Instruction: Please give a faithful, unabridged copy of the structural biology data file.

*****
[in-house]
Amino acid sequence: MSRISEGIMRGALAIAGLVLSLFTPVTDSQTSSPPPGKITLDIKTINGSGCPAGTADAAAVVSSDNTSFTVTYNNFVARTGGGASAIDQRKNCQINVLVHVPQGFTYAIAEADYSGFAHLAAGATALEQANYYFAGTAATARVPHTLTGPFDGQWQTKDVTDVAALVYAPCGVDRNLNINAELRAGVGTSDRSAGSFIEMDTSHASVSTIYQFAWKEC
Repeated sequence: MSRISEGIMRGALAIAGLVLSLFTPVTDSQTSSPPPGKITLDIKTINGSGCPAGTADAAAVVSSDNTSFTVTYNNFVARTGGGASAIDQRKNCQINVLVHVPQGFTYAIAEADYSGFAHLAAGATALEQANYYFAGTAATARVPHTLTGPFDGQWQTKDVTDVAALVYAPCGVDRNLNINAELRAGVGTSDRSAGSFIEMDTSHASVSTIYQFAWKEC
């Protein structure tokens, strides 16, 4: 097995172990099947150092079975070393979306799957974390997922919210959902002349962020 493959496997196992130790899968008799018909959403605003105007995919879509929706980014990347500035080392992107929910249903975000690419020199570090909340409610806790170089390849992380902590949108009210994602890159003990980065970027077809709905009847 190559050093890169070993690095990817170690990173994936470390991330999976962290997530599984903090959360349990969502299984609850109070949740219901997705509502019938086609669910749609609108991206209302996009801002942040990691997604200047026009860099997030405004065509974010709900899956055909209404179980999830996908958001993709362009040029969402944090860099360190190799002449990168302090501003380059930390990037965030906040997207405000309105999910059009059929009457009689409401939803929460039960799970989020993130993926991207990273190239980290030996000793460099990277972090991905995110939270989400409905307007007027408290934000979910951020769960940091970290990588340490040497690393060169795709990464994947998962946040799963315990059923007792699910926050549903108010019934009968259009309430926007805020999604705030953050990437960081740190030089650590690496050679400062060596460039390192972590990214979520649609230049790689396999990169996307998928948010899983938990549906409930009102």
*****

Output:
[in-house]
Amino acid sequence: MSRISEGIMRGALAIAGLVLSLFTPVTDSQTSSPPPGKITLDIKTINGSGCPAGTADAAAVVSSDNTSFTVTYNNFVARTGGGASAIDQRKNCQINVLVHVPQGFTYAIAEADYSGFAHLAAGATALEQANYYFAGTAATARVPHTLTGPFDGQWQTKDVTDVAALVYAPCGVDRNLNINAELRAGVGTSDRSAGSFIEMDTSHASVSTIYQFAWKEC
Repeated sequence: MSRISEGIMRGALAIAGLVLSLFTPVTDSQTSSPPPGKITLDIKTINGSGCPAGTADAAAVVSSDNTSFTVTYNNFVARTGGGASAIDQRKNCQINVLVHVPQGFTYAIAEADYSGFAHLAAGATALEQANYYFAGTAATARVPHTLTGPFDGQWQTKDVTDVAALVYAPCGVDRNLNINAELRAGVGTSDRSAGSFIEMDTSHASVSTIYQFAWKEC
């Protein structure tokens, strides 16, 4: 097995172990099947150092079975070393979306799957974390997922919210959902002349962020 493959496997196992130790899968008799018909959403605003105007995919879509929706980014990347500035080392992107929910249903975000690419020199570090909340409610806790170089390849992380902590949108009210994602890159003990980065970027077809709905009847 190559050093890169070993690095990817170690990173994936470390991330999976962290997530599984903090959360349990969502299984609850109070949740219901997705509502019938086609669910749609609108991206209302996009801002942040990691997604200047026009860099997030405004065509974010709900899956055909209404179980999830996908958001993709362009040029969402944090860099360190190799002449990168302090501003380059930390990037965030906040997207405000309105999910059009059929009457009689409401939803929460039960799970989020993130993926991207990273190239980290030996000793460099990277972090991905995110939270989400409905307007007027408290934000979910951020769960940091970290990588340490040497690393060169795709990464994947998962946040799963315990059923007792699910926050549903108010019934009968259009309430926007805020999604705030953050990437960081740190030089650590690496050679400062060596460039390192972590990214979520649609230049790689396999990169996307998928948010899983938990549906409930009102």